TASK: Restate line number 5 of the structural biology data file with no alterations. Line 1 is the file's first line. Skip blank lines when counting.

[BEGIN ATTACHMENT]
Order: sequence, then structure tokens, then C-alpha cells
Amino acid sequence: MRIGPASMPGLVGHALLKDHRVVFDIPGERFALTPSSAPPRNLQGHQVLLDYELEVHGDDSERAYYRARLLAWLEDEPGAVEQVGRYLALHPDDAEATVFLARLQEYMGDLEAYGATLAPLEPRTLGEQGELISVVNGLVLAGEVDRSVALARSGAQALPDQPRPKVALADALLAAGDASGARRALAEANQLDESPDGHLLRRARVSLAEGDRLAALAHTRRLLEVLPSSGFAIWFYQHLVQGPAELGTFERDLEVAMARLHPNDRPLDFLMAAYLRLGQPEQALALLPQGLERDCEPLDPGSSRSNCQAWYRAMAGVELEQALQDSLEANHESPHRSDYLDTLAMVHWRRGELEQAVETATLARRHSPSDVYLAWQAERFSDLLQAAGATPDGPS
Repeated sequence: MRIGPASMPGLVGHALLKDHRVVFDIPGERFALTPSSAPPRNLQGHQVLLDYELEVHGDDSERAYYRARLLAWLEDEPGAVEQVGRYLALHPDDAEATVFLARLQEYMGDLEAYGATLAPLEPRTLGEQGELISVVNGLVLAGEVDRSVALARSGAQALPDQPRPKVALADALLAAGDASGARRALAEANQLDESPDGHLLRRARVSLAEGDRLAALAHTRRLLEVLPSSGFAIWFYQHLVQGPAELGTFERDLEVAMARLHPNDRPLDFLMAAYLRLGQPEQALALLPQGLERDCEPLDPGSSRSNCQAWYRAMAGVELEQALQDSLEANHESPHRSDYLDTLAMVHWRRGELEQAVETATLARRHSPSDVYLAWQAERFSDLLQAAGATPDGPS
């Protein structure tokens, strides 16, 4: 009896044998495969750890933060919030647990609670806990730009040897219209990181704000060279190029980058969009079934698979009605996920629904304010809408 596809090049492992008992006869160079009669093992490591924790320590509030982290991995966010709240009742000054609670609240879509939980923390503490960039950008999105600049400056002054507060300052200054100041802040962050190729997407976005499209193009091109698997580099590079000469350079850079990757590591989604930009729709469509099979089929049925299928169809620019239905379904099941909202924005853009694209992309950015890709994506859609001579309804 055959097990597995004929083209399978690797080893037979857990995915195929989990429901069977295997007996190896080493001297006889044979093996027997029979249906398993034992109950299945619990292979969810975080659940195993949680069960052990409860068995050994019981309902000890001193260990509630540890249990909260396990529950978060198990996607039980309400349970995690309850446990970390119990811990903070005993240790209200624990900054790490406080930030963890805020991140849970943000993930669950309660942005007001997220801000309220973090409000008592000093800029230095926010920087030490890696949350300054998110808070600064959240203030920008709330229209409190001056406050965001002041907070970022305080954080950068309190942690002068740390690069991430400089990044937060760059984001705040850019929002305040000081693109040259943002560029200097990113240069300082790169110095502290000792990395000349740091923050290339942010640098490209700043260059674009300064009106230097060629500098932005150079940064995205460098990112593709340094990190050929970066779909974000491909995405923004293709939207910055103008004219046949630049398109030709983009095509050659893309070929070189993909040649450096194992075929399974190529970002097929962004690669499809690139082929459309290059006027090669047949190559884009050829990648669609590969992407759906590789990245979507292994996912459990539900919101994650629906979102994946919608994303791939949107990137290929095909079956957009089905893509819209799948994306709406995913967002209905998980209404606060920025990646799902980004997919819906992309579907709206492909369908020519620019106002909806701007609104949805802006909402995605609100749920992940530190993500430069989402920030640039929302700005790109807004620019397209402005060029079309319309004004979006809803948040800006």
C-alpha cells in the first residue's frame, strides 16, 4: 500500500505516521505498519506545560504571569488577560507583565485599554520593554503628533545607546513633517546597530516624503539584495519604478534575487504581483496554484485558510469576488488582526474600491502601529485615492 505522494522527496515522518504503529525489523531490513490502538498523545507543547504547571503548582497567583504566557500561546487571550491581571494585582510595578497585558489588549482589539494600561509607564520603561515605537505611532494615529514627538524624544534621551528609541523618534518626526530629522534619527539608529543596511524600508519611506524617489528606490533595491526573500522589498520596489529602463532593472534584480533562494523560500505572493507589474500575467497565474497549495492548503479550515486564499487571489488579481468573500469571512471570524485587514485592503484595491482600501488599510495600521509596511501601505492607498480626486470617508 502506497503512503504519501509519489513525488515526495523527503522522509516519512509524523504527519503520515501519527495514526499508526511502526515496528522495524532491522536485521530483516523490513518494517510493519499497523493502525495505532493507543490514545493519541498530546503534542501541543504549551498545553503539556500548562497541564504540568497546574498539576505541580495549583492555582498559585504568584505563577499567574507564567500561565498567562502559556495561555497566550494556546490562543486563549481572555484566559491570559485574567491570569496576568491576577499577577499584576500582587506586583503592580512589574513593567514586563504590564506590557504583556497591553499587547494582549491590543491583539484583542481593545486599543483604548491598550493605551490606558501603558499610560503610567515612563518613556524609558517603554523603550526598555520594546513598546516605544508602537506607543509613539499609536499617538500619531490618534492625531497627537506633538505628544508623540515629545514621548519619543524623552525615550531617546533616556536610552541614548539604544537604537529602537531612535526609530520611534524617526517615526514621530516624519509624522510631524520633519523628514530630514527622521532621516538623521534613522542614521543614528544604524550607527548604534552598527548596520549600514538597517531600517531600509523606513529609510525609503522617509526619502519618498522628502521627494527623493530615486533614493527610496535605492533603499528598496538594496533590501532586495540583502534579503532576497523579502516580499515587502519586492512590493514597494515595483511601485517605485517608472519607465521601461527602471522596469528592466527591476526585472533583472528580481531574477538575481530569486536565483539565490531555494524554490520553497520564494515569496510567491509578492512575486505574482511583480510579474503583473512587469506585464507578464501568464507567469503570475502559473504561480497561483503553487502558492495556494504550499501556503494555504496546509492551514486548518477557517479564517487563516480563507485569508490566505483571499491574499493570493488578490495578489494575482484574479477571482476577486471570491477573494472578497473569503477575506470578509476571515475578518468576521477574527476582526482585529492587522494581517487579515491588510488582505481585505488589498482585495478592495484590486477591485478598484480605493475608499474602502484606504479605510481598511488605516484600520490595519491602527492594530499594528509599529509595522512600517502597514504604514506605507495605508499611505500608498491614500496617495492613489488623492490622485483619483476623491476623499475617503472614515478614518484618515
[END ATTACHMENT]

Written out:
C-alpha cells in the first residue's frame, strides 16, 4: 500500500505516521505498519506545560504571569488577560507583565485599554520593554503628533545607546513633517546597530516624503539584495519604478534575487504581483496554484485558510469576488488582526474600491502601529485615492 505522494522527496515522518504503529525489523531490513490502538498523545507543547504547571503548582497567583504566557500561546487571550491581571494585582510595578497585558489588549482589539494600561509607564520603561515605537505611532494615529514627538524624544534621551528609541523618534518626526530629522534619527539608529543596511524600508519611506524617489528606490533595491526573500522589498520596489529602463532593472534584480533562494523560500505572493507589474500575467497565474497549495492548503479550515486564499487571489488579481468573500469571512471570524485587514485592503484595491482600501488599510495600521509596511501601505492607498480626486470617508 502506497503512503504519501509519489513525488515526495523527503522522509516519512509524523504527519503520515501519527495514526499508526511502526515496528522495524532491522536485521530483516523490513518494517510493519499497523493502525495505532493507543490514545493519541498530546503534542501541543504549551498545553503539556500548562497541564504540568497546574498539576505541580495549583492555582498559585504568584505563577499567574507564567500561565498567562502559556495561555497566550494556546490562543486563549481572555484566559491570559485574567491570569496576568491576577499577577499584576500582587506586583503592580512589574513593567514586563504590564506590557504583556497591553499587547494582549491590543491583539484583542481593545486599543483604548491598550493605551490606558501603558499610560503610567515612563518613556524609558517603554523603550526598555520594546513598546516605544508602537506607543509613539499609536499617538500619531490618534492625531497627537506633538505628544508623540515629545514621548519619543524623552525615550531617546533616556536610552541614548539604544537604537529602537531612535526609530520611534524617526517615526514621530516624519509624522510631524520633519523628514530630514527622521532621516538623521534613522542614521543614528544604524550607527548604534552598527548596520549600514538597517531600517531600509523606513529609510525609503522617509526619502519618498522628502521627494527623493530615486533614493527610496535605492533603499528598496538594496533590501532586495540583502534579503532576497523579502516580499515587502519586492512590493514597494515595483511601485517605485517608472519607465521601461527602471522596469528592466527591476526585472533583472528580481531574477538575481530569486536565483539565490531555494524554490520553497520564494515569496510567491509578492512575486505574482511583480510579474503583473512587469506585464507578464501568464507567469503570475502559473504561480497561483503553487502558492495556494504550499501556503494555504496546509492551514486548518477557517479564517487563516480563507485569508490566505483571499491574499493570493488578490495578489494575482484574479477571482476577486471570491477573494472578497473569503477575506470578509476571515475578518468576521477574527476582526482585529492587522494581517487579515491588510488582505481585505488589498482585495478592495484590486477591485478598484480605493475608499474602502484606504479605510481598511488605516484600520490595519491602527492594530499594528509599529509595522512600517502597514504604514506605507495605508499611505500608498491614500496617495492613489488623492490622485483619483476623491476623499475617503472614515478614518484618515